Photo: Bob Lee via Flickr
Yelp’s first-ever earnings report this afternoon was mixed — revenue came in ahead of expectations at $27.4 million, while its loss-per-share was a bit worse than expected at ($0.31).Compared with Google, Yelp is a flea — Google’s revenue in the same quarter was almost 400 times as much, at $10.65 billion. Its free cash flow, $3.09 billion, will probably be many times Yelp’s revenue for the entire year.
But Yelp did say one thing on its earnings call that ought to make Google a little bit nervous:
We do derive a lot of traffic from search egines, particularly Google. We’ve said in the past it’s about 50 per cent. We continue to see really nice growth there, on the web site, both including direct traffic, people typing in the URL, and navigational traffic …. Then of course on mobile, that represents a very new distribution channel for us, and one where we have a much more intimate relationship with consumer because they’ve chosen to download the app. They’re much more engaged, we’re now a button on their screen. That actually disintermediates search. We like that trend.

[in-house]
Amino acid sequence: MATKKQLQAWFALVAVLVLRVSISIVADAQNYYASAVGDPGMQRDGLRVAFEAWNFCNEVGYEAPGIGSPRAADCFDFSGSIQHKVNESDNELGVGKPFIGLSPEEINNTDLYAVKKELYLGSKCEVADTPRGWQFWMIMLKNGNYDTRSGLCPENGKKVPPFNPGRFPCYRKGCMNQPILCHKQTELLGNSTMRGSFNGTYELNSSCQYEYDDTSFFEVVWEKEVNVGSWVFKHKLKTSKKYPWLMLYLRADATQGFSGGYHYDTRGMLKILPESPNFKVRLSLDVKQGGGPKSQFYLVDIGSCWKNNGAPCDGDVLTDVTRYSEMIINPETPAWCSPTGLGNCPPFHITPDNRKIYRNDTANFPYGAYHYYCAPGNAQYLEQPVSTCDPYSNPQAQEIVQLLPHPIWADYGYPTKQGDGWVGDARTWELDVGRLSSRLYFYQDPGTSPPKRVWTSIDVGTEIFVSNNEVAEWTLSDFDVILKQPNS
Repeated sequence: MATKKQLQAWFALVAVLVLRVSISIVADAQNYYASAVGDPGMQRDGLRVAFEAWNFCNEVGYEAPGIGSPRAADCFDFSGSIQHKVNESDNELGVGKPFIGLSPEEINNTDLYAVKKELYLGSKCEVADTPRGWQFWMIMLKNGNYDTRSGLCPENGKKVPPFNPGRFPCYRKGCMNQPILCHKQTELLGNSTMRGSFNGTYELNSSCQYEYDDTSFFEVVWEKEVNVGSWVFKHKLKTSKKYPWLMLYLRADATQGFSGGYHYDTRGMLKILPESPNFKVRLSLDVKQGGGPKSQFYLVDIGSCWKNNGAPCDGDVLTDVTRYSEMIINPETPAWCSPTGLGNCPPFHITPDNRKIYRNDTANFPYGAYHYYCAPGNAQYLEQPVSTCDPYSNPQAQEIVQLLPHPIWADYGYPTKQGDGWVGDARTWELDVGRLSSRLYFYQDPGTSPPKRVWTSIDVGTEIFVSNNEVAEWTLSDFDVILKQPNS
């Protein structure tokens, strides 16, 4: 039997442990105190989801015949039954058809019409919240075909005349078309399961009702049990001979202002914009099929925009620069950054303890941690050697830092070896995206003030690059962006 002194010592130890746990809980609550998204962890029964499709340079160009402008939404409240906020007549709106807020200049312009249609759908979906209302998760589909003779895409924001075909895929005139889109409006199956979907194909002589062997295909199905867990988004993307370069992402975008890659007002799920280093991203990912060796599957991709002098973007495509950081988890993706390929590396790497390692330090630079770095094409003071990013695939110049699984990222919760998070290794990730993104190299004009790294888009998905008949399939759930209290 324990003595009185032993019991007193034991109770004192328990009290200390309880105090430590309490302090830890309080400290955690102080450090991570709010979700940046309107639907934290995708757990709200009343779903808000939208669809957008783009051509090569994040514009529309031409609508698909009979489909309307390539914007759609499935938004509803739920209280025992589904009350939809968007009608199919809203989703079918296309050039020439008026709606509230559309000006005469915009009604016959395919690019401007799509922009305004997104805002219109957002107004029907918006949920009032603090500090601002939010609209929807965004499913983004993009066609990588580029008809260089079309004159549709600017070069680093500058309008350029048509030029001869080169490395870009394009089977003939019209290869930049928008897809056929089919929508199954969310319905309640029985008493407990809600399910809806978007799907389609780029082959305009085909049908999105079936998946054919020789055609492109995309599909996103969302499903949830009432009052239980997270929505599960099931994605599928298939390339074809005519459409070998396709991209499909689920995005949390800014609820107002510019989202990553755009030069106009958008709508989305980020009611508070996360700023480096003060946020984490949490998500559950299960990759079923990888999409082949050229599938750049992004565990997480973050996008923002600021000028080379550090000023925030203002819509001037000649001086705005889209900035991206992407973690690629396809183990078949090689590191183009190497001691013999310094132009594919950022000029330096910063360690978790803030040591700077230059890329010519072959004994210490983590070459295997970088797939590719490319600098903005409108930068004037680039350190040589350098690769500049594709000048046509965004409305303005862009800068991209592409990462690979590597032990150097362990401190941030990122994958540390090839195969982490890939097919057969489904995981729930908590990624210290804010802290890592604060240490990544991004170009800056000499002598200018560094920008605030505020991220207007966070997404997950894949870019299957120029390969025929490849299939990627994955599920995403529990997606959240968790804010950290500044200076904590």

Yelp is no friend of Google — last fall, Yelp CEO Jeremy Stoppelman testified that Google basically scraped Yelp reviews to try and boost its own local products, and bumped Yelp out of Google search results after Yelp complained.
But mobile is the fastest growing segment of Internet users. And when users download an app, they no longer need Google to find what they’re looking for.
Yelp likes that trend.
Again, Yelp is tiny compared with Google. But the same story is being repeated with every single consumer web company out there. They all have apps. And as users move more and more toward smartphones, they’re more likely to use those apps instead of searching for the company on Google.
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